When it comes time to retire we will relocate to the Philippines and for a very modest amount of money we will be able to live comfortably and not be a burden on anyone. The health system in the Philippines is good. For the amount that we pay for groceries a month in Texas we will be able to pay all of our bills in the Philippines.

    Planning to retire in a country that affords you to live better than at home in America does not make me anti-America is means I am smart enough to recognize that America is not perfect. I love my country, but I know our society is not designed to help our elders. We stuff our elders into nursing homes. In other countries they take care of theirs.

    • aston

      agree, U must work your ass off otherwise U are nobody in US and one false move like a bad investment in real estate, stocks, poor health, loose a job etc. one can get wiped out in a heart beat and have to start all over, so one must think like the rich, save everything and try get as much as possible for free and not risk a dome only keep it all for one selve then get out of US and live where the air is cleaner and healthier and leave the BS in the US

    • bein

      I worked my butt off all my life in the US – then I became disabled. Now I have to choose between buying my medication and paying my property taxes. Do I want to loose my home or my health? Tough choice. As soon as I can, I’m getting out of here. I’m going to live in a country where I can have my medication AND a roof over my head. Yippee, USA. Faux news, it’s all yours.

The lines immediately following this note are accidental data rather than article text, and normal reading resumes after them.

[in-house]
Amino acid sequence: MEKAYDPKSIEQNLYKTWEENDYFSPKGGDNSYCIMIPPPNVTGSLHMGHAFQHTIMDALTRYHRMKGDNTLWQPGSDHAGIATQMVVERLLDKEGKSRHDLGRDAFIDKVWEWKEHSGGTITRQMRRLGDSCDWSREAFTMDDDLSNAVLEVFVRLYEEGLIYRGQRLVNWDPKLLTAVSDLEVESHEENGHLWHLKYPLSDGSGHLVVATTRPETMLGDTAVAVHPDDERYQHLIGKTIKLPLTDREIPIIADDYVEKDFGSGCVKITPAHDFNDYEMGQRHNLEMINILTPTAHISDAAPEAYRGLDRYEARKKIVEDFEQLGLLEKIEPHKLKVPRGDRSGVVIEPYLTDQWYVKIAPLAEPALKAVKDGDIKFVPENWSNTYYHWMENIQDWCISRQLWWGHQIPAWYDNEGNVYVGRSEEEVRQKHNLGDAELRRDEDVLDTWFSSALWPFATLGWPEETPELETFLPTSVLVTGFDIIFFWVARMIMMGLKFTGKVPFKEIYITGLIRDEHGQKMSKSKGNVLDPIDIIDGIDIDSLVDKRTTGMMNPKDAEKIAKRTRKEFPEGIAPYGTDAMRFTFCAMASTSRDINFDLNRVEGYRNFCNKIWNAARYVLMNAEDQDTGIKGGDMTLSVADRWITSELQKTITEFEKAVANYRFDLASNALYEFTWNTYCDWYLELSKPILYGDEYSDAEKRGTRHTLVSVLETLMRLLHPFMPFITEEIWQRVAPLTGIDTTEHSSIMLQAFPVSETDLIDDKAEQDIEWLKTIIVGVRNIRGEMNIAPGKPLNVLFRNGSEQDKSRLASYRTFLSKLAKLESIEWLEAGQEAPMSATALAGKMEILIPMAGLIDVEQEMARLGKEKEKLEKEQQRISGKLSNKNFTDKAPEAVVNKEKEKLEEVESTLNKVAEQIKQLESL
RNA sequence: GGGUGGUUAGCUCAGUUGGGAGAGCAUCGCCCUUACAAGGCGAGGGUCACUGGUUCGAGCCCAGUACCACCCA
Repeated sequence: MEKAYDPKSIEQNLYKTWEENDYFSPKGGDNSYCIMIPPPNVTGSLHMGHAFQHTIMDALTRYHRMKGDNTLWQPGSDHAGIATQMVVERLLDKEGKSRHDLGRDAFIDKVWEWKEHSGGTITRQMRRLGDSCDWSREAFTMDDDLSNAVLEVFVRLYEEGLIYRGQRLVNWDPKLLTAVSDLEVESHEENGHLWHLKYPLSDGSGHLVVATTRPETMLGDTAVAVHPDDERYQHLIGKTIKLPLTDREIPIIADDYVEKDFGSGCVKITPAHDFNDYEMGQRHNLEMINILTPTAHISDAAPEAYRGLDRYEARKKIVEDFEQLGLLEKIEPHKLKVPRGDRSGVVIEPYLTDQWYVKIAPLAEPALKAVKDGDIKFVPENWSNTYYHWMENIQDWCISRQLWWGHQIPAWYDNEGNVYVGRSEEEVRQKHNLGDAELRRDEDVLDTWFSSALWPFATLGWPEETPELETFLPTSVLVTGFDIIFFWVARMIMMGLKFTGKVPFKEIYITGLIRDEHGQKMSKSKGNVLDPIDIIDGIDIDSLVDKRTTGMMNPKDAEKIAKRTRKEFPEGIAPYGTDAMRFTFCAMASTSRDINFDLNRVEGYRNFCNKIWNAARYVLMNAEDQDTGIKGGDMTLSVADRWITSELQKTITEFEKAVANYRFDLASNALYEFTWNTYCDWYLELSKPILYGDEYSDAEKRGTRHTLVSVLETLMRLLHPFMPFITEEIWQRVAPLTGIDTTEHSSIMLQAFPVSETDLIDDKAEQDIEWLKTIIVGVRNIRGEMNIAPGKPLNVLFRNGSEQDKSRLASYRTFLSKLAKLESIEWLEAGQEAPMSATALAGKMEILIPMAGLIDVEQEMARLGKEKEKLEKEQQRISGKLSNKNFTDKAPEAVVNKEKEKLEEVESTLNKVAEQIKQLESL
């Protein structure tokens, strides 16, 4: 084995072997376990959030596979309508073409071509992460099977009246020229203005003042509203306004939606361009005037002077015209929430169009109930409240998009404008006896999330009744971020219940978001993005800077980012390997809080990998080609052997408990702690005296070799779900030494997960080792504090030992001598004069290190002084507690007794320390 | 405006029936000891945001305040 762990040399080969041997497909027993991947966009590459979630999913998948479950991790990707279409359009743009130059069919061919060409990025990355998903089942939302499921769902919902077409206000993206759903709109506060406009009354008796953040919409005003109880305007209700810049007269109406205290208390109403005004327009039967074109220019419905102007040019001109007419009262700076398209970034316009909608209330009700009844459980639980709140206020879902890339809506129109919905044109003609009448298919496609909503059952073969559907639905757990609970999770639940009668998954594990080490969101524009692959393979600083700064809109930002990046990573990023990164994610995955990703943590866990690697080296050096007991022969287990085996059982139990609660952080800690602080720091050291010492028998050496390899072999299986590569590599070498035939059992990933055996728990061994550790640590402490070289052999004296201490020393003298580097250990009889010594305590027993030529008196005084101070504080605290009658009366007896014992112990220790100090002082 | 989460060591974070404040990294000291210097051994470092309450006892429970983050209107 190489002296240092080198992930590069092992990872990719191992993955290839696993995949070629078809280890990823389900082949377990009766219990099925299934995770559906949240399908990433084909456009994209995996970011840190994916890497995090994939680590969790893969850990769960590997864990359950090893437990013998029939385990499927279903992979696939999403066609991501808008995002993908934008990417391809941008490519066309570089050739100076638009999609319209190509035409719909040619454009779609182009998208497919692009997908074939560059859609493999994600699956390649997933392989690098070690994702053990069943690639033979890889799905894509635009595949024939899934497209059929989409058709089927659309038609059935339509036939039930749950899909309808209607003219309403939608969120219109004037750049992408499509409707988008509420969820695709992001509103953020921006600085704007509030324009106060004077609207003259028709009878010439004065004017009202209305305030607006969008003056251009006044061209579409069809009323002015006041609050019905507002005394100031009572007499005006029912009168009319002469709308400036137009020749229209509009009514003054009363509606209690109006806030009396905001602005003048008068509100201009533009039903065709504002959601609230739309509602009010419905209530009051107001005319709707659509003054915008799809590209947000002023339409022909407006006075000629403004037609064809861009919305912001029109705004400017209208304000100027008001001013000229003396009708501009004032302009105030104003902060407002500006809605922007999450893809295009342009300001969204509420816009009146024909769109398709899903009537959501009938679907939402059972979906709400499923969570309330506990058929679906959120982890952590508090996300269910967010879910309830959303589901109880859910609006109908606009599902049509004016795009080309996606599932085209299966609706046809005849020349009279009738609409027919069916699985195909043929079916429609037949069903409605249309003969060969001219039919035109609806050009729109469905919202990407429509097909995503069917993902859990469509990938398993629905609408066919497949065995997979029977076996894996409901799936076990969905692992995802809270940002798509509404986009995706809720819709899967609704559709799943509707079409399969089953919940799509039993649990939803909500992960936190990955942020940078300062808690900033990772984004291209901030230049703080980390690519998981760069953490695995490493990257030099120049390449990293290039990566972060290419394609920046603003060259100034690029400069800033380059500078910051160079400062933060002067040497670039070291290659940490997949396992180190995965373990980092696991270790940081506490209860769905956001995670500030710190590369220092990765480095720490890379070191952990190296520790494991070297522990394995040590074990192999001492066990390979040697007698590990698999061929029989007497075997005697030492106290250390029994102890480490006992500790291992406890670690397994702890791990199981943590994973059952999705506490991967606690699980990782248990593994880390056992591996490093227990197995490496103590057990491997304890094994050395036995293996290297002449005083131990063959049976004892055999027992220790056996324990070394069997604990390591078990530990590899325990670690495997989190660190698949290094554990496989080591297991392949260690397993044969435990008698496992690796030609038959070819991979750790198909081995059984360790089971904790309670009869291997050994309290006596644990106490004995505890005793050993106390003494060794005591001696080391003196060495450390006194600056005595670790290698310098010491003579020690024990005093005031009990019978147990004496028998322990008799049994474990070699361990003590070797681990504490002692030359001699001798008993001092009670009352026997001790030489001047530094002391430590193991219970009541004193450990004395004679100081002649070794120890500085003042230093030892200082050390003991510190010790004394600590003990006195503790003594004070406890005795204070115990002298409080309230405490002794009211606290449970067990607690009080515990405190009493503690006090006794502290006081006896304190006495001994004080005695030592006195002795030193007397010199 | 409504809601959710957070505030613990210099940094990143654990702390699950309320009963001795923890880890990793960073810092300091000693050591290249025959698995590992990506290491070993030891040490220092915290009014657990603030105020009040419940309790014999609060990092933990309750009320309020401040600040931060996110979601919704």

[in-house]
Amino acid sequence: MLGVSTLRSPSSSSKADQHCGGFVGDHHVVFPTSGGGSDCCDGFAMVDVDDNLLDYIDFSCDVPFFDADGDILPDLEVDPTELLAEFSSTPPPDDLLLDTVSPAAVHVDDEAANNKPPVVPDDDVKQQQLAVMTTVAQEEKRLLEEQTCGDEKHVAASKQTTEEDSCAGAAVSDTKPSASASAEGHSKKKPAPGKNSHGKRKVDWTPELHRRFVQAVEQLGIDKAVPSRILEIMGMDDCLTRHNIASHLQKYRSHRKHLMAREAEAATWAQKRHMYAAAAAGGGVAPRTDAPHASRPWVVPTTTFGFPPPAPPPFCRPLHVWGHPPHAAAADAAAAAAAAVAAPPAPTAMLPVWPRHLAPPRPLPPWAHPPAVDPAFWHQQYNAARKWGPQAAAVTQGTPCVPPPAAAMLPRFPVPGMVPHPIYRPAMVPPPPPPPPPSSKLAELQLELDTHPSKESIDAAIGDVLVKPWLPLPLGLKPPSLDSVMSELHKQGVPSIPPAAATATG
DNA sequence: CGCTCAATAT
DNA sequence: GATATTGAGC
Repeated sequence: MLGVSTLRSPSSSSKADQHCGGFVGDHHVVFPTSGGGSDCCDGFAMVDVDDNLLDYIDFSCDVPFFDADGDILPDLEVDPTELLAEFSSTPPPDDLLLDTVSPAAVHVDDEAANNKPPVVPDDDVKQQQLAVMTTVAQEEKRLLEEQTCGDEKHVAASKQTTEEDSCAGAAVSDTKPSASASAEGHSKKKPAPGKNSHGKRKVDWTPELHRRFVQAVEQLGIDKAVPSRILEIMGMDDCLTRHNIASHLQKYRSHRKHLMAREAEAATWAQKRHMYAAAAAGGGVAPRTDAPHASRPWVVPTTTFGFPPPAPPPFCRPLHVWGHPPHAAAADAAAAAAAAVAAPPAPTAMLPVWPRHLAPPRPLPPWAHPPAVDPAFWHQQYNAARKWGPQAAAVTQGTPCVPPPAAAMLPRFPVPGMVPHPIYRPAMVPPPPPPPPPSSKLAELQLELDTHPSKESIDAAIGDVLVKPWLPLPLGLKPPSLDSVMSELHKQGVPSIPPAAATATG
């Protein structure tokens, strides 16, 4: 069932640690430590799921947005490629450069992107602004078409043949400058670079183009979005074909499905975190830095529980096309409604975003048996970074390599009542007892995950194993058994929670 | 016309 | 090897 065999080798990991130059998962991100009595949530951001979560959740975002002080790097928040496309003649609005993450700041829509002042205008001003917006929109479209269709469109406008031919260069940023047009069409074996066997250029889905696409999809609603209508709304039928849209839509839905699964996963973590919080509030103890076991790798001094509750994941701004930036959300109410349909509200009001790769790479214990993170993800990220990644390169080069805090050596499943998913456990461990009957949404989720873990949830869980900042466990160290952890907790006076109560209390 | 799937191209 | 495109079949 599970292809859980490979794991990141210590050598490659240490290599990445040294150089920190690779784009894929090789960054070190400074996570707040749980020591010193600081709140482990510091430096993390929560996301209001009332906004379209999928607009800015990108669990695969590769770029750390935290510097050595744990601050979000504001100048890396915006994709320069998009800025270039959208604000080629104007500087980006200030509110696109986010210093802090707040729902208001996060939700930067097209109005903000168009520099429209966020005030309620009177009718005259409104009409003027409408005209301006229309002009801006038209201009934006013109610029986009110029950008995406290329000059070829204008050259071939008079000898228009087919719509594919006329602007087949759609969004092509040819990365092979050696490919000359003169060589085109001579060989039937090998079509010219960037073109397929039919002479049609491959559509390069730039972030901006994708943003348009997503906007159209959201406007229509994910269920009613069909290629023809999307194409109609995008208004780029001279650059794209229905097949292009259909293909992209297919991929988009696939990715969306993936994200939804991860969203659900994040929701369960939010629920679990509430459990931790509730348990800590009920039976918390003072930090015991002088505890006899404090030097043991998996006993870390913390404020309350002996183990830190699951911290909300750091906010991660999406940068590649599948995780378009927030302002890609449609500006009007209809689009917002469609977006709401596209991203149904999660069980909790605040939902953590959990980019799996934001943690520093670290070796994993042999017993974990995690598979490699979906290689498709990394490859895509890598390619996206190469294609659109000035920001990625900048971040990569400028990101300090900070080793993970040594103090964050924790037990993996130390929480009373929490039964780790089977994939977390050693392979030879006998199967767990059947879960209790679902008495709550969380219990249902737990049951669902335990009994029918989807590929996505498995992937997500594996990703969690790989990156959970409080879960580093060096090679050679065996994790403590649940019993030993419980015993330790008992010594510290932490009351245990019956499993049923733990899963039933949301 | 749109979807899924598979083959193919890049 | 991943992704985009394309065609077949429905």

29. Sandra

    To all those that would not move to South America I must say THANK YOU from the bottom of my heart. I have moved to Brazil, with frequent stays in Uruguay and am loving my life. Obviously some ppl don’t have a clue what life in South America is like but that does not stop them from having the most absurd ideas and opinions. So I say thank you becasue I am delighted that idiots like these stay out of my corner of paradise.

  30. Peter

    Kudos Robo and Sandra…you have it absolutely right. I felt what true freedom was 20 years ago when I moved to Latin America and have not regretted it once. But pssssstttt…lets nbot spoil it by spreading the word

  31. Jim F

    Key West has great sunsets. Know it well as friends were on Mel Fisher’s team that discovered Nuestra Senora de la Atocha. I also know other spots in US mentioned. Nice places if one so chooses. At least they were. BTW…isn’t Key West a little TOO close to Cuba for Fox News followers’ comfort?

  32. Jim F

    Sorry, but I’m hung up on sunsets (as I watch yet another perfect one forming) family and safety. Eunice, NM has great sunsets, if you don’t mind the years of discarded oil biohazard and the new nuclear enrichment facility. Nothing like the smell of hydrogen sulfide in the morning! And noon and…… Oh, I almost forgot..in January a friend was carjacked during noon traffic in Hobbs 20 miles north of Eunice. Didn’t kill her and let her take her 9 month old out of car.